"Equipment as Art, Art as Equipment: Notes on Film, Architecture, and Martin Heidegger's Philosophy of Culture

Max Ryynänen, Petteri Kummala

Research output: Contribution to journalArticleScientificpeer-review


Equipment (das Zeug) and the work of art are key concepts in Martin Heidegger’s philosophy of art. In The Origin of the Work of Art, Heidegger contrasts equipment, sometimes translated as ‘tool,’ with art. The term could, however, be useful for discussing art and culture. The “readiness-at-hand” of a hammer (part of the network of equipment) makes it transparent. We notice it only when it is broken. Heidegger posits this function as opposite to the way works of art push (Stoss) us out of our comfort zone to deal with our existential abyss. However, since they have a constitutive role in culture at the same time, we think that the description of equipment could shed light on the nature of our use of art and popular culture. For example, in our everyday life we rely as much on architecture and TV series as we do on hammers when we need them. (Most of us use fewer hammers than TV series, though.) Some cultural products could also be seen as both equipment and works of art in the sense that Heidegger attaches to them; this might offer interesting insights for aesthetics and cultural philosophy. To think of both the quality of art and equipment in relation to a good film or a playful building could be a new way to apply and rethink Heidegger’s legacy, which we hope to make visible in this paper. We argue that the usual dichotomous approach to distinguishing art and equipment should be reformulated to show that the equipment in our everyday life can provide existential moments often offered by art.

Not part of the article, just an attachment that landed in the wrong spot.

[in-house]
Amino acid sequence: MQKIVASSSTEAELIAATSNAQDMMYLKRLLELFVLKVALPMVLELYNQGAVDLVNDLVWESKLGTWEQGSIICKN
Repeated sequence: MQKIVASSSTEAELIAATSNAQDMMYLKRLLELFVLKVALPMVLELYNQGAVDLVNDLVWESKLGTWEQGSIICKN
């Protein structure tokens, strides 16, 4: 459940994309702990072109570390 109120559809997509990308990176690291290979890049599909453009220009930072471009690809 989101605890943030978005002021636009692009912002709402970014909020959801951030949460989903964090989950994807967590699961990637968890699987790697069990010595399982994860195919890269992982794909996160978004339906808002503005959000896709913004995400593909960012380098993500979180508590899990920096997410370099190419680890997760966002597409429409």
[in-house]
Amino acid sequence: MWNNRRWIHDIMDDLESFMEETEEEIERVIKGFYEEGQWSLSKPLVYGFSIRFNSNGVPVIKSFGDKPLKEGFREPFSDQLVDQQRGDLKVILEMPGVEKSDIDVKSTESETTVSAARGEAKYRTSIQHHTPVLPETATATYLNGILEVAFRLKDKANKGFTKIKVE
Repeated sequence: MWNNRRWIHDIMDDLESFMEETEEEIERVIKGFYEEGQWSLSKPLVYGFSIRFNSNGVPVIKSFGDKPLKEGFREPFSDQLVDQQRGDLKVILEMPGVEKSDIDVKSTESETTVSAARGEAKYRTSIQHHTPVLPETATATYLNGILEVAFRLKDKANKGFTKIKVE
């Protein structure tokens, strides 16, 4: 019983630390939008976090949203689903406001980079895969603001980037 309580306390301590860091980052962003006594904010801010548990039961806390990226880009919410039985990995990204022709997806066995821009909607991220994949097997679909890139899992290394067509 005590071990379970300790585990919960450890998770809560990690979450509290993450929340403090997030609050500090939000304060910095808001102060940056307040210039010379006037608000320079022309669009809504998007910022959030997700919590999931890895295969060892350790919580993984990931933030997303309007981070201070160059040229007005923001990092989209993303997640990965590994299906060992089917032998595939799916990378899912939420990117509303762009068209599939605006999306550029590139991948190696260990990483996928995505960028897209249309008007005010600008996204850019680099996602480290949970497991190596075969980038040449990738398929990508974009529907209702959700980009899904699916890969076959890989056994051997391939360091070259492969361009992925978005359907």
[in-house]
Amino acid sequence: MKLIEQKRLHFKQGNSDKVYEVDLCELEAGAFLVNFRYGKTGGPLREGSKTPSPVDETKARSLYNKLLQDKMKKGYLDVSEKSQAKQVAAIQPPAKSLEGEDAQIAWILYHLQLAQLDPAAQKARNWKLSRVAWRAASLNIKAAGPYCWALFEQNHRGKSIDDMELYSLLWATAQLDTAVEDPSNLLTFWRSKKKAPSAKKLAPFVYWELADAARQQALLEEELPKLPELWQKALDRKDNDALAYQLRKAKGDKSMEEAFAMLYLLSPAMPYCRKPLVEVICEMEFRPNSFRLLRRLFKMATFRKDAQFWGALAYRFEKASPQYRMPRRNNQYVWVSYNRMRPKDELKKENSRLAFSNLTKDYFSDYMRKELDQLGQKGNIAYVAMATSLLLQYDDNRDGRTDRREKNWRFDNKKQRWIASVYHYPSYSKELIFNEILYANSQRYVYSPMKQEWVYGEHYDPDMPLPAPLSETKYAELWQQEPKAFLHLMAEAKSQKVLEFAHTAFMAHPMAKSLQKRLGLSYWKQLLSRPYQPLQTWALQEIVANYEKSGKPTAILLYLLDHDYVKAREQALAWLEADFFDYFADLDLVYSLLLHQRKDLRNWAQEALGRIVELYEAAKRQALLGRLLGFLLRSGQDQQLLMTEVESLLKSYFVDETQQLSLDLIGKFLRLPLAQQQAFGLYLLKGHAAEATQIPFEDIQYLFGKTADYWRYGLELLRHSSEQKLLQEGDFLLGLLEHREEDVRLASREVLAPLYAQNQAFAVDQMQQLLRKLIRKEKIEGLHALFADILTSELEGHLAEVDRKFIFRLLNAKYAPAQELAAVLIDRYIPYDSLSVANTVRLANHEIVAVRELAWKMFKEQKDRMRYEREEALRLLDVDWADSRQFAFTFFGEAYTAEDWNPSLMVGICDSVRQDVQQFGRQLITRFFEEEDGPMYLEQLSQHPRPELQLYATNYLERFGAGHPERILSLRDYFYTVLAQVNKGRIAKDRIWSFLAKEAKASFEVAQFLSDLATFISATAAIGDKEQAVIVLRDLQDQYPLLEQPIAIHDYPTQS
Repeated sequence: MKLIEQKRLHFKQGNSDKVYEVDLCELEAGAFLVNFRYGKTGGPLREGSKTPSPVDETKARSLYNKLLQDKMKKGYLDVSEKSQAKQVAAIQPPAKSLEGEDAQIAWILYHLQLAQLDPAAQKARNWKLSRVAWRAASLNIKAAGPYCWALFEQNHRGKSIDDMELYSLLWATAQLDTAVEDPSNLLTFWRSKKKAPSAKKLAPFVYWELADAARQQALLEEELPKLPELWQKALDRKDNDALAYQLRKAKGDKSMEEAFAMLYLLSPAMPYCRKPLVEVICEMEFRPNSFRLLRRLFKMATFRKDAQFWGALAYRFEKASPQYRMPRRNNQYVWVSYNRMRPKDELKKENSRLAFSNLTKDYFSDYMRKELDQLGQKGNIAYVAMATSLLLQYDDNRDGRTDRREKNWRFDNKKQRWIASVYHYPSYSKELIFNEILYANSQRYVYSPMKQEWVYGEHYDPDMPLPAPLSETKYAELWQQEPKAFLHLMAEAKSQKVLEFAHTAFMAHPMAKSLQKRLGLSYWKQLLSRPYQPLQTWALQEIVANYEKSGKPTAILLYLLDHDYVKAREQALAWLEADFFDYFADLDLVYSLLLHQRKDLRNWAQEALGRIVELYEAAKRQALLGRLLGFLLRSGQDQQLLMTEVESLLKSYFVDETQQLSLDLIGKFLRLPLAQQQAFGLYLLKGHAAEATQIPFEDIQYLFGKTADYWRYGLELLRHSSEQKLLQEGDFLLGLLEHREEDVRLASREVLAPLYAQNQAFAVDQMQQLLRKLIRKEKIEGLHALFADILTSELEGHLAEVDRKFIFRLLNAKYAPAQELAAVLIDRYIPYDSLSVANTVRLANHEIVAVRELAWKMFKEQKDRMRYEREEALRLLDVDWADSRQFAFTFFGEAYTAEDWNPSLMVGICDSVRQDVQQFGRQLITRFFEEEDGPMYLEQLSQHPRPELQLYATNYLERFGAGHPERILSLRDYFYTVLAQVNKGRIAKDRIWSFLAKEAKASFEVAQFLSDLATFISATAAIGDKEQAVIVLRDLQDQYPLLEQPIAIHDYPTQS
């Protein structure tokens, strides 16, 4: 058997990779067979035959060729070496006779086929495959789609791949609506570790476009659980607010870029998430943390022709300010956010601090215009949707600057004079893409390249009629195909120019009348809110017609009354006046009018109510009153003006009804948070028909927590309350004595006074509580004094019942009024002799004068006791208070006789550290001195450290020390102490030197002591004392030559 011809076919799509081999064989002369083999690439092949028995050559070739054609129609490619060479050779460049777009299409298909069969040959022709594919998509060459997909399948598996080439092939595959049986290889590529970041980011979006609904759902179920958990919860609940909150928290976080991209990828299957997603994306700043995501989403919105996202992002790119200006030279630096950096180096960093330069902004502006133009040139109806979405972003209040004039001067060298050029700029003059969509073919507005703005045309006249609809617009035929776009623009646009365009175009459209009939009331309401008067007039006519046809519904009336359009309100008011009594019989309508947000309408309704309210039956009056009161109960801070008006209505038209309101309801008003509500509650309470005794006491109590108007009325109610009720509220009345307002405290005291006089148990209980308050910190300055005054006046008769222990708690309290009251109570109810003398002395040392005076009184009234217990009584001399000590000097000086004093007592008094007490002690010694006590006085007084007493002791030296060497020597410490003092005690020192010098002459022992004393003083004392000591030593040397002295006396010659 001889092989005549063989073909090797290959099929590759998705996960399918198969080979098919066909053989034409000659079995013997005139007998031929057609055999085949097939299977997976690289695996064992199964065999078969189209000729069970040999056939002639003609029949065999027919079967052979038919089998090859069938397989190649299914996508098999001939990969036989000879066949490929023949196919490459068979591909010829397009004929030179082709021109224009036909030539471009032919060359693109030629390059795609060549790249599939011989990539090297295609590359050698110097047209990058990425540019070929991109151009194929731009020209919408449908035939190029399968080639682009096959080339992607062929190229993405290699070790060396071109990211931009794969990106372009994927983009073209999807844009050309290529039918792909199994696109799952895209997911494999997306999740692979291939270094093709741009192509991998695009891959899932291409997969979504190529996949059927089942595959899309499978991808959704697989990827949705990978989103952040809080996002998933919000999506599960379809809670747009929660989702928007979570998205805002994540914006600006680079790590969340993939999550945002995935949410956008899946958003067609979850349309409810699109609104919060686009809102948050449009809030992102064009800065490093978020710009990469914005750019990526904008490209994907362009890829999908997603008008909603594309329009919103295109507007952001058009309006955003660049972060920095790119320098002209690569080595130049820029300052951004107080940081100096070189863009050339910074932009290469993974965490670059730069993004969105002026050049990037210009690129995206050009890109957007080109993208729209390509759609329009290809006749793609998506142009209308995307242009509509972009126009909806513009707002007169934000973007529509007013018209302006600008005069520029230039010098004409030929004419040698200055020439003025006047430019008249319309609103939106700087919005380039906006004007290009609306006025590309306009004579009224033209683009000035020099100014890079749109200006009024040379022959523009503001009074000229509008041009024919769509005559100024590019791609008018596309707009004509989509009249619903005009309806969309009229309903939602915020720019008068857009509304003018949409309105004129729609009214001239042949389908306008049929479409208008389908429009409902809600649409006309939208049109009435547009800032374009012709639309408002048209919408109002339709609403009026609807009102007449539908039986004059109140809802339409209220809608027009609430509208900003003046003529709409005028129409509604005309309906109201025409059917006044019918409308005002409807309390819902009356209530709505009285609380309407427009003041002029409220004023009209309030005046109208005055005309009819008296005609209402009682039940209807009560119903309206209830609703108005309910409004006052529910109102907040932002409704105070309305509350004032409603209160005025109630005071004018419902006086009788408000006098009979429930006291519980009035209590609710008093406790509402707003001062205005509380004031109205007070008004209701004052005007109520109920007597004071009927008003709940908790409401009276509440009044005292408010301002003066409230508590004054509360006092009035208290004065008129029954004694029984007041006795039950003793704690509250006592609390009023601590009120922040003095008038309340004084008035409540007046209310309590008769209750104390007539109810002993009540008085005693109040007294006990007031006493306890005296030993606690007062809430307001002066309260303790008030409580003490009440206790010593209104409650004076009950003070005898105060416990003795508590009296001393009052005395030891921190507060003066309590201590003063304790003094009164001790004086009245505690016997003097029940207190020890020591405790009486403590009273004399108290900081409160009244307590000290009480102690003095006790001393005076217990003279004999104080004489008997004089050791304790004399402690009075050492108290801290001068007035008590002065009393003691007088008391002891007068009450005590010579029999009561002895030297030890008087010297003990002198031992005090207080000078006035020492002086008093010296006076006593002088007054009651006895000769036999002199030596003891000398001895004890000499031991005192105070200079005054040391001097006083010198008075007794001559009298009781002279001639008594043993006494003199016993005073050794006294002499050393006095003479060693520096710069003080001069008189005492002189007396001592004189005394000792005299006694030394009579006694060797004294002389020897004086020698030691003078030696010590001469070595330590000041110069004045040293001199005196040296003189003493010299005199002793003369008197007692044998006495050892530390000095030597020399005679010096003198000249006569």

Original languageEnglish
JournalContemporary Aesthetics
Publication statusPublished - 2023
MoE publication typeA1 Journal article-refereed


  • film
  • film studies
  • architecture
  • philosophy
  • aesthetics
  • heidegger
  • david lynch
  • big
  • bjarne ingels


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